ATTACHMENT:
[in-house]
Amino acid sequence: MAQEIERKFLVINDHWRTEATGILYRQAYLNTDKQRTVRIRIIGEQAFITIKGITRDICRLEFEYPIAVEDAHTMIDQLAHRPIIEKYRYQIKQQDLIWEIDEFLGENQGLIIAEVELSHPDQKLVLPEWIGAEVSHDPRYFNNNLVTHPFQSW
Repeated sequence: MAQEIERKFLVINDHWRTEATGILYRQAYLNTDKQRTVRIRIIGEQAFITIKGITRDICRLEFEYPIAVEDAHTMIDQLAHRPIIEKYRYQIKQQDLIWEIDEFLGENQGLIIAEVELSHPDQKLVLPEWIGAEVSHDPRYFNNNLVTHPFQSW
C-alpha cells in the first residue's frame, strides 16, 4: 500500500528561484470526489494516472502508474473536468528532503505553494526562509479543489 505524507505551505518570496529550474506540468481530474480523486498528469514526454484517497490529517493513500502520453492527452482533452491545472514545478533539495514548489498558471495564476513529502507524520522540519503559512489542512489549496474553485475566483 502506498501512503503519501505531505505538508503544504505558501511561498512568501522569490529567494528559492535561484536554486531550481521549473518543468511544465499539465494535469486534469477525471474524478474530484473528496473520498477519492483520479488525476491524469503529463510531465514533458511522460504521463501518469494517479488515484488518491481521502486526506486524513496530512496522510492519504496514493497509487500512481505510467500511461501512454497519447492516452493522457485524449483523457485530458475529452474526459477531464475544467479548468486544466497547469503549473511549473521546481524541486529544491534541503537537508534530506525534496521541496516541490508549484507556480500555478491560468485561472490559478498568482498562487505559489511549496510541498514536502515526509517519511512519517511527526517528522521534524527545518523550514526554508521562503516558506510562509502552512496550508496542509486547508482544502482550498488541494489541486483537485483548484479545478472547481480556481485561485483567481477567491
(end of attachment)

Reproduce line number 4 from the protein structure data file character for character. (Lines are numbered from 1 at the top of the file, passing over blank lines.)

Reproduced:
C-alpha cells in the first residue's frame, strides 16, 4: 500500500528561484470526489494516472502508474473536468528532503505553494526562509479543489 505524507505551505518570496529550474506540468481530474480523486498528469514526454484517497490529517493513500502520453492527452482533452491545472514545478533539495514548489498558471495564476513529502507524520522540519503559512489542512489549496474553485475566483 502506498501512503503519501505531505505538508503544504505558501511561498512568501522569490529567494528559492535561484536554486531550481521549473518543468511544465499539465494535469486534469477525471474524478474530484473528496473520498477519492483520479488525476491524469503529463510531465514533458511522460504521463501518469494517479488515484488518491481521502486526506486524513496530512496522510492519504496514493497509487500512481505510467500511461501512454497519447492516452493522457485524449483523457485530458475529452474526459477531464475544467479548468486544466497547469503549473511549473521546481524541486529544491534541503537537508534530506525534496521541496516541490508549484507556480500555478491560468485561472490559478498568482498562487505559489511549496510541498514536502515526509517519511512519517511527526517528522521534524527545518523550514526554508521562503516558506510562509502552512496550508496542509486547508482544502482550498488541494489541486483537485483548484479545478472547481480556481485561485483567481477567491